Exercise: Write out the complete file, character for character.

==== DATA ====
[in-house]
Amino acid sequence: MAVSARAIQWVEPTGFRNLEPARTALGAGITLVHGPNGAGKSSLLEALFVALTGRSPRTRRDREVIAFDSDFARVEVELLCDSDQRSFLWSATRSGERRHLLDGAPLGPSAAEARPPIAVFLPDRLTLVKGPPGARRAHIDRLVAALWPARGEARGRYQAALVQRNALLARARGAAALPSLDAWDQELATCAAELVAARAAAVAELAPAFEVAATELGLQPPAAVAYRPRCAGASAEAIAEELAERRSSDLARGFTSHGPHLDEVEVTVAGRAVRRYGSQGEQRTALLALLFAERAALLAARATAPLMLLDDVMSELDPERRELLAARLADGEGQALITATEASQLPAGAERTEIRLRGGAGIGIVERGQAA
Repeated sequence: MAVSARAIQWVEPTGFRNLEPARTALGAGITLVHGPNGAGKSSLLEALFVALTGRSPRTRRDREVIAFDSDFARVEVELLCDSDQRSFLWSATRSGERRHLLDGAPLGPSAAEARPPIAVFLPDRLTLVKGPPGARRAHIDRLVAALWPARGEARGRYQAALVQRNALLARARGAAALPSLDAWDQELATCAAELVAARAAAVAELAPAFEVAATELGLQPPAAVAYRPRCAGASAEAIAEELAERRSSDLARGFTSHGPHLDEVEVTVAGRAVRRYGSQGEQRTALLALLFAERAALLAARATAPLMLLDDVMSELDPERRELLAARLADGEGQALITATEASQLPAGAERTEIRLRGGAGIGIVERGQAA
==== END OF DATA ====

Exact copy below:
[in-house]
Amino acid sequence: MAVSARAIQWVEPTGFRNLEPARTALGAGITLVHGPNGAGKSSLLEALFVALTGRSPRTRRDREVIAFDSDFARVEVELLCDSDQRSFLWSATRSGERRHLLDGAPLGPSAAEARPPIAVFLPDRLTLVKGPPGARRAHIDRLVAALWPARGEARGRYQAALVQRNALLARARGAAALPSLDAWDQELATCAAELVAARAAAVAELAPAFEVAATELGLQPPAAVAYRPRCAGASAEAIAEELAERRSSDLARGFTSHGPHLDEVEVTVAGRAVRRYGSQGEQRTALLALLFAERAALLAARATAPLMLLDDVMSELDPERRELLAARLADGEGQALITATEASQLPAGAERTEIRLRGGAGIGIVERGQAA
Repeated sequence: MAVSARAIQWVEPTGFRNLEPARTALGAGITLVHGPNGAGKSSLLEALFVALTGRSPRTRRDREVIAFDSDFARVEVELLCDSDQRSFLWSATRSGERRHLLDGAPLGPSAAEARPPIAVFLPDRLTLVKGPPGARRAHIDRLVAALWPARGEARGRYQAALVQRNALLARARGAAALPSLDAWDQELATCAAELVAARAAAVAELAPAFEVAATELGLQPPAAVAYRPRCAGASAEAIAEELAERRSSDLARGFTSHGPHLDEVEVTVAGRAVRRYGSQGEQRTALLALLFAERAALLAARATAPLMLLDDVMSELDPERRELLAARLADGEGQALITATEASQLPAGAERTEIRLRGGAGIGIVERGQAA